Well, it's official. The 21st century is the age of plagiarism.
First, Jayson Blair copied and invented his way to the front page of The New York Times. Then, James Frey invents vehicular manslaughter, a rehab stint, and a painkillerless root canal and gets himself a best-selling "memoir." Now we have Kaavya Viswanathan, who, at age 17, got a six-figure book deal and admission to Harvard. Turns out Kaavya's first novel, "How Opal Mehta Got Kissed, Got Wild, and Got a Life," borrows passages almost verbatim from one of her favorite authors, Megan McCafferty.
This blogger cites some of the passages. He thinks it's more the fault of "book packagers"-- companies that specialize in skewing (rewriting and editing) books for a teen demographic.
The media company that "packaged" Kaavya's book is 17th Street Media Productions. They describe themselves as: "a leading developer and producer of media properties for teens. The Company produces approximately 150 books annually, including the Sweet Valley series, Roswell High, Fearless and Real Teens: Diary of a Junior Year. In addition to editorial, design, and production, and licensing its properties to television and film, software, and foreign territories, 17th Street Productions markets and promotes its properties in conjunction with today's hottest teen brands such as Atlantic Records and Union Bay."
The involvement of media companies in the writing process is troubling. Can you imagine if Charles Dickens was a young writer today?
"Yeah, Charles, this Oliver Twist kid is great, but does he have to be an orphan? Our focus groups show that orphans don't play well in the blue states. Also, do you mind if we add in a couple paragraphs about the new Sugar Ray album?"But anyways, this plagiarism thing seems to be working out well for today's authors. Yeah, Blair got humiliated, but he was on the front page of the Times. And Frey got bitched out by Oprah... but he also made millions. Where has my original, unplagiarized writing gotten me? I'm thinking I might give this plagiarism thing a shot.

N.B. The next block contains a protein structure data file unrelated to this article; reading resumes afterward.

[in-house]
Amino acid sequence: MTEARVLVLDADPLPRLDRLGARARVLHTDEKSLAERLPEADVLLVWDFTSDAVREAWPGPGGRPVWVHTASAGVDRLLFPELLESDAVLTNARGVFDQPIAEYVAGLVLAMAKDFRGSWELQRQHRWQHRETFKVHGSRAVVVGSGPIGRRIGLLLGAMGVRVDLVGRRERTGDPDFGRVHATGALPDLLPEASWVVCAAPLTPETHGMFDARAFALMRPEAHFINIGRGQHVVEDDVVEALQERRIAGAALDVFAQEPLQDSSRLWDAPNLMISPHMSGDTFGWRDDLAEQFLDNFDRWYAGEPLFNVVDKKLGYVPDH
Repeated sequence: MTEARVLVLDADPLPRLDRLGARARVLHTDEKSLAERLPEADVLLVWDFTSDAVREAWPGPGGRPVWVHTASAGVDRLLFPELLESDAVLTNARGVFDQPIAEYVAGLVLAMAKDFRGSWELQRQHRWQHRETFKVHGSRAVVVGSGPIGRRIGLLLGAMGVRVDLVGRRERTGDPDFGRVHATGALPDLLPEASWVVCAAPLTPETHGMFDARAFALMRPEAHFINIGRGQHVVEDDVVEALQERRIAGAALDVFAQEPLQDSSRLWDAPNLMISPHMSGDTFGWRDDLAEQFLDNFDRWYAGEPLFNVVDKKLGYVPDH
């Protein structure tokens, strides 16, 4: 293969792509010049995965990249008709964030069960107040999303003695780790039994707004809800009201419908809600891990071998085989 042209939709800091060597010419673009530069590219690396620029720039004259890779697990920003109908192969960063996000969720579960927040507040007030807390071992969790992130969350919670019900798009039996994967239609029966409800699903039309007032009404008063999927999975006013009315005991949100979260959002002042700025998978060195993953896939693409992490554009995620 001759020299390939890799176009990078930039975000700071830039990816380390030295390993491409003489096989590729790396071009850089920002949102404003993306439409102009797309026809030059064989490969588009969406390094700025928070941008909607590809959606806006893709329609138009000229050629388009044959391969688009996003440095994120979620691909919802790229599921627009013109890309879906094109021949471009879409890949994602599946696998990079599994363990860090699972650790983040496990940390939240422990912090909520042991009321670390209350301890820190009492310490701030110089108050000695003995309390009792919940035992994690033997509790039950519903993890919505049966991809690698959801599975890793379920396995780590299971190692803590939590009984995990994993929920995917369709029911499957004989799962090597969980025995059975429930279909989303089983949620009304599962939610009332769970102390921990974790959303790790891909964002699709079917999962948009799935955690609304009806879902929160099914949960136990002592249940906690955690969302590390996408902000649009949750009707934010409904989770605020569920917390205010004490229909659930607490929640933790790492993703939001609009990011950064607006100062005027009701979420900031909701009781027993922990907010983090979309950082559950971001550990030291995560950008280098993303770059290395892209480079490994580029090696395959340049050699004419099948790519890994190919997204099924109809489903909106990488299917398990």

My First Novel (first draft)Phew! That was difficult. The Ctrl and V keys on my keyboard are worn down to the nub. Just a couple more chapters and multi-million dollar book deal here I come!
It was the worst of times, it was the best of times. If you really want to hear about it, the first thing you'll probably want to know is where I was born and what my lousy childhood was like, and how my parents were occupied and all before they had me, and all that David Copperfield kind of crap, but I don't feel like going into it, if you want to know the truth. It was somewhere in la Mancha, in a place whose name I do not care to remember. I was born twice: first, as a baby girl, on a remarkably smogless Detroit day in January of 1960; and then again, as a teenage boy, in an emergency room near Petoskey, Michigan, in August of 1974.
I was born in the Year 1632, in the City of York, of a good Family, tho' not of that Country, my Father being a Foreigner of Bremen, who settled first at Hull; He got a good Estate by Merchandise, and leaving off his Trade, lived afterward at York, from whence he had married my Mother, whose Relations were named Robinson, a very good Family in that Country, and from whom I was called Robinson Kreutznaer. But you can call me Ishmael.
In my younger and more vulnerable years my father gave me some advice that I've been turning over in my mind ever since. "To be born again," he said, "first you have to die." Many years later, when I faced the firing squad, I was to remember that distant afternoon.
It was a queer, sultry summer, the summer they electrocuted the Rosenbergs, and I didn't know what I was doing in New York. In the late summer of that year we lived in a house in the village that looked across the river and the plain to the mountains. It is a truth universally acknowledged, that a single man in possession of a good fortune, must be in want of a wife. Of all the things that drive men to sea, the most common disaster, I've come to learn, is women. Lolita, light of my life, fire of my loins.
"To be or not to be," I said to her.
"Romeo," she smiled sweetly. "Wherefore art thou been?"
"Just bought the new Sugar Ray CD," I replied.
END OF CHAPTER ONE